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Mr Kloogh is being investigated by the Serious Fraud Office and the Financial Markets Authority, but no charges have been laid against him.
His Dunedin office and other locations around the city were searched by investigators in May, and investors were told the authority was working to secure and preserve client funds.
Following the raids, few details have been disclosed by either the SFO or the authority, which have said to comment further could compromise the integrity of their investigation.
By law a firm or individual giving financial advice needs to be licensed by the Authority, and registered.
Mr Kloogh is the sole adviser listed as being suspended on the Financial Service Providers Register; two others have had their status terminated.
Mr Kloogh's suspension began on June 7, and expires on September 5.
To suspend an adviser, the FMA must first write to them advising of the proposed suspension, and allow the adviser a right of reply.
Advisers are required to abide by a code of conduct, which sets minimum standards of ethical behaviour, conduct and client care, competence, knowledge and skills.
It is not known how many people are affected by the investigation into Mr Kloogh, but the Otago Daily Times has been contacted by several anxious investors, and has also spoken to lawyers representing multiple interested parties.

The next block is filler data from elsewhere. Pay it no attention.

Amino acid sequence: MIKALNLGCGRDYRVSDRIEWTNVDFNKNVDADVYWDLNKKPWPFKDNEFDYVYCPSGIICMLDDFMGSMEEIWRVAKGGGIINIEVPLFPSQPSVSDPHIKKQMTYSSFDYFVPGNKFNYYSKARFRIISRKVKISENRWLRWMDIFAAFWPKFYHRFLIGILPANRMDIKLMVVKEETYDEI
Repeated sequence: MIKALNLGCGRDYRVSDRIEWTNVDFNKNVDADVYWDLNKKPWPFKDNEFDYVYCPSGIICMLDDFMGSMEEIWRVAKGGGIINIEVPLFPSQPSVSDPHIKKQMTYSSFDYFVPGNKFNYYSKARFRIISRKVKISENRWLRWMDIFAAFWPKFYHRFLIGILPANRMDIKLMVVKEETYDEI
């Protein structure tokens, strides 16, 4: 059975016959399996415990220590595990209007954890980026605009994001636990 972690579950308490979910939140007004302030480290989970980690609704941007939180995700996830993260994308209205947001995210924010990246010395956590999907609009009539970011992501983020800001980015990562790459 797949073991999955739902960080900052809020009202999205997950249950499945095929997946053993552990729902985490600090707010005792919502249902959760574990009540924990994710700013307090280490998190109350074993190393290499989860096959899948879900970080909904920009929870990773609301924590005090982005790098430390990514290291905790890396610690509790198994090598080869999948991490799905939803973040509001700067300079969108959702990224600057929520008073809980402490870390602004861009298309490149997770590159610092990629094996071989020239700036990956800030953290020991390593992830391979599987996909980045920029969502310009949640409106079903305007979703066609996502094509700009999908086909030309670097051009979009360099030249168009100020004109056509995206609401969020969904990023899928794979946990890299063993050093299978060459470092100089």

Staff at Mr Kloogh's company, Breathe Financial, posted on the company website that they were not involved with the part of the company being investigated, and that they intended to stand with investors in the weeks ahead.
That website account has now been deactivated.
Meanwhile, hope has been offered for investors with money managed by Mr Kloogh.
At least some funds have been channelled through a firm called Consilium, which was a conduit through which money was invested in a product offered by another firm.
One investor who contacted the Otago Daily Times said their money had been held in trust, and they had been given the option of transferring to another financial adviser, or withdrawing funds.
A Consilium spokeswoman said the firm had assisted investors who had contacted it where it could.
"As there is an ongoing SFO investigation, it would be inappropriate for us to make any further comments."